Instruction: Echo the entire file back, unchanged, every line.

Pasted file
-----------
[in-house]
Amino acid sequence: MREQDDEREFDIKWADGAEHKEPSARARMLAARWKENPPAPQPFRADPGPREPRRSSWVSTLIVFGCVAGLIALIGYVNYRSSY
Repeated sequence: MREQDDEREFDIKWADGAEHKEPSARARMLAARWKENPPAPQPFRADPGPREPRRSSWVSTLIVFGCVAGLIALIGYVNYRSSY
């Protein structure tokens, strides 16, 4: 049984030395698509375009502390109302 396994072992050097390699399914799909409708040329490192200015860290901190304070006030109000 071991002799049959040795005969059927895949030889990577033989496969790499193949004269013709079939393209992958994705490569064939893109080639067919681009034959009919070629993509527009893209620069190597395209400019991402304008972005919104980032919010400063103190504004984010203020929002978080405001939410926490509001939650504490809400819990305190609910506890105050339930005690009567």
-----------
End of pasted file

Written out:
[in-house]
Amino acid sequence: MREQDDEREFDIKWADGAEHKEPSARARMLAARWKENPPAPQPFRADPGPREPRRSSWVSTLIVFGCVAGLIALIGYVNYRSSY
Repeated sequence: MREQDDEREFDIKWADGAEHKEPSARARMLAARWKENPPAPQPFRADPGPREPRRSSWVSTLIVFGCVAGLIALIGYVNYRSSY
């Protein structure tokens, strides 16, 4: 049984030395698509375009502390109302 396994072992050097390699399914799909409708040329490192200015860290901190304070006030109000 071991002799049959040795005969059927895949030889990577033989496969790499193949004269013709079939393209992958994705490569064939893109080639067919681009034959009919070629993509527009893209620069190597395209400019991402304008972005919104980032919010400063103190504004984010203020929002978080405001939410926490509001939650504490809400819990305190609910506890105050339930005690009567």